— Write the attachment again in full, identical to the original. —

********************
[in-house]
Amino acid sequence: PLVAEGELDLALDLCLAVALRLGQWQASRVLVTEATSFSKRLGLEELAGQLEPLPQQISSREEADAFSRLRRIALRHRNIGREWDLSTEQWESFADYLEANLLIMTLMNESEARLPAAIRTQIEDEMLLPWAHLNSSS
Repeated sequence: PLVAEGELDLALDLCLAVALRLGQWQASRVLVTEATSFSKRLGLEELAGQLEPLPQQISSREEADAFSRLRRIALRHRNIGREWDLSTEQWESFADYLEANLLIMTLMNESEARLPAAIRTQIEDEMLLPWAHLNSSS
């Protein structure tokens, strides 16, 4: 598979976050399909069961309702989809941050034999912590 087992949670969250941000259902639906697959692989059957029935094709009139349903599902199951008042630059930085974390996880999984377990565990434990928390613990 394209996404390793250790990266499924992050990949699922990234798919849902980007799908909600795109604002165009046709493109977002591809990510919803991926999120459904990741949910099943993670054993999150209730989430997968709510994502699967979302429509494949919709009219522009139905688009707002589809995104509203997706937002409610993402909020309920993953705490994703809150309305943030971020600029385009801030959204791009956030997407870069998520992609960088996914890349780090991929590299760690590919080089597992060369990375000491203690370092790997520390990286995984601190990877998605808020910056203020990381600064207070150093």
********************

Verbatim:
[in-house]
Amino acid sequence: PLVAEGELDLALDLCLAVALRLGQWQASRVLVTEATSFSKRLGLEELAGQLEPLPQQISSREEADAFSRLRRIALRHRNIGREWDLSTEQWESFADYLEANLLIMTLMNESEARLPAAIRTQIEDEMLLPWAHLNSSS
Repeated sequence: PLVAEGELDLALDLCLAVALRLGQWQASRVLVTEATSFSKRLGLEELAGQLEPLPQQISSREEADAFSRLRRIALRHRNIGREWDLSTEQWESFADYLEANLLIMTLMNESEARLPAAIRTQIEDEMLLPWAHLNSSS
């Protein structure tokens, strides 16, 4: 598979976050399909069961309702989809941050034999912590 087992949670969250941000259902639906697959692989059957029935094709009139349903599902199951008042630059930085974390996880999984377990565990434990928390613990 394209996404390793250790990266499924992050990949699922990234798919849902980007799908909600795109604002165009046709493109977002591809990510919803991926999120459904990741949910099943993670054993999150209730989430997968709510994502699967979302429509494949919709009219522009139905688009707002589809995104509203997706937002409610993402909020309920993953705490994703809150309305943030971020600029385009801030959204791009956030997407870069998520992609960088996914890349780090991929590299760690590919080089597992060369990375000491203690370092790997520390990286995984601190990877998605808020910056203020990381600064207070150093």